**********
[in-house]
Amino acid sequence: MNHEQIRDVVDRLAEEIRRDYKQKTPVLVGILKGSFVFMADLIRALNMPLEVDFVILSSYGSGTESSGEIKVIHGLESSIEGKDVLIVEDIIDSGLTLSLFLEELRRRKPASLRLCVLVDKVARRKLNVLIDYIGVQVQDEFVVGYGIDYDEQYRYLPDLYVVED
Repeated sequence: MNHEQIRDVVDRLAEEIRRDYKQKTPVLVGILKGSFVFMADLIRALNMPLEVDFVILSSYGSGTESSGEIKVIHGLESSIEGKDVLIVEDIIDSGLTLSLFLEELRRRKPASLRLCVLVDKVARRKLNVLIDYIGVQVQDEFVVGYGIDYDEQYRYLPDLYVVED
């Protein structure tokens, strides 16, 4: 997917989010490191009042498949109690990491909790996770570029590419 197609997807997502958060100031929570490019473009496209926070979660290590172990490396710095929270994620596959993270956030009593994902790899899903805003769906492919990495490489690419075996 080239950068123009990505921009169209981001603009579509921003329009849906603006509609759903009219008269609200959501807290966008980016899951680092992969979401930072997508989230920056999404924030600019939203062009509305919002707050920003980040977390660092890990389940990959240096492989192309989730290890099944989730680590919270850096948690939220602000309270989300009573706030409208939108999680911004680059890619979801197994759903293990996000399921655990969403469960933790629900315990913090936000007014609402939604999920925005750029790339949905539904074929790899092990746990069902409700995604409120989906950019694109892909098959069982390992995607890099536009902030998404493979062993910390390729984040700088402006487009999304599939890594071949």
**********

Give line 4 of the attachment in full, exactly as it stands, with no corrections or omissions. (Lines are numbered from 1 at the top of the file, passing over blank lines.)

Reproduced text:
């Protein structure tokens, strides 16, 4: 997917989010490191009042498949109690990491909790996770570029590419 197609997807997502958060100031929570490019473009496209926070979660290590172990490396710095929270994620596959993270956030009593994902790899899903805003769906492919990495490489690419075996 080239950068123009990505921009169209981001603009579509921003329009849906603006509609759903009219008269609200959501807290966008980016899951680092992969979401930072997508989230920056999404924030600019939203062009509305919002707050920003980040977390660092890990389940990959240096492989192309989730290890099944989730680590919270850096948690939220602000309270989300009573706030409208939108999680911004680059890619979801197994759903293990996000399921655990969403469960933790629900315990913090936000007014609402939604999920925005750029790339949905539904074929790899092990746990069902409700995604409120989906950019694109892909098959069982390992995607890099536009902030998404493979062993910390390729984040700088402006487009999304599939890594071949």